Seminar: Computational Electromagnetics with the FDTD Method for Advanced Propagation and Scattering Applications

Seminar by Dr Panagiotis Kosmas, King's College London

14:00 - 15:00, 12th May 2011, Room: M4.13 CPD Room, Merz Court

Accurate prediction of the propagation and scattering mechanisms of electromagnetic (EM) waves in complicated environments is a key issue for the study of various important real-life problems in imaging, telecommunications and healthcare. This presentation will first introduce one of the most powerful numerical methods for simulating the interactions of EM waves in complex environments, which is known as the finite difference time domain (FDTD) method. We will present examples of applying the FDTD to biological tissue modelling, subsurface sensing, antenna design, and UWB propagation in urban environments. We will also discuss advanced applications such as microwave imaging, where computational EM tools are combined with signal processing and optimization methods for medical diagnosis. A particular example is breast cancer detection, where we have focussed much of our past research efforts.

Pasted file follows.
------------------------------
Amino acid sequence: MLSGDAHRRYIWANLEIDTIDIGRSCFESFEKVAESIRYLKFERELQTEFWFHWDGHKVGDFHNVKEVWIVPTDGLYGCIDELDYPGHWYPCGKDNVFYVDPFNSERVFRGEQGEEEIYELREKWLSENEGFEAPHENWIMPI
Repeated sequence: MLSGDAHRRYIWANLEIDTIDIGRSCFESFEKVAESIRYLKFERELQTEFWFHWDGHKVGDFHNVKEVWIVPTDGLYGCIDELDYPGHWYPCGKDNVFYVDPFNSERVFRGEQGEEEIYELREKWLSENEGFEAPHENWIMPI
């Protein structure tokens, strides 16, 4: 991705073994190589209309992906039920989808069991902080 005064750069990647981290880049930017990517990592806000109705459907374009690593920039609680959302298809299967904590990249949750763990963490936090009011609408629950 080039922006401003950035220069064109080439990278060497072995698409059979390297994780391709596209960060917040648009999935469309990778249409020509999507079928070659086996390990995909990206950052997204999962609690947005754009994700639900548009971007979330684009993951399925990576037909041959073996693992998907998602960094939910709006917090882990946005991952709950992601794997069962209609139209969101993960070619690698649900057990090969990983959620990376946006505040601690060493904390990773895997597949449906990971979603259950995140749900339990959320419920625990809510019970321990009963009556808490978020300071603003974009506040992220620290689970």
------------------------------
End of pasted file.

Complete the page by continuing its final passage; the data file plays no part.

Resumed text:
Panagiotis Kosmas received the Diploma in Electrical and Computer Engineering from the National Technical University of Athens, Greece in 1999, and the M.S. and Ph.D. degrees in Electrical Engineering from Northeastern University, Boston, USA, in 2002 and 2005, respectively. From April 2005 to January 2006, he was a Research Associate at the Wireless Communications Research Group at Loughborough University, UK. He was appointed a Lecturer at the Department of Electronic Engineering, King's College London, in February 2007. From March 2007 to February 2008, he was also a Visiting Scholar at the Computational Electromagnetics Group, University of Wisconsin-Madison, USA, on leave from King's College. Dr Kosmas' current research interests include microwave and UWB technologies with applications to medical imaging, subsurface sensing, telecommunications and healthcare.

Published: 6th May 2011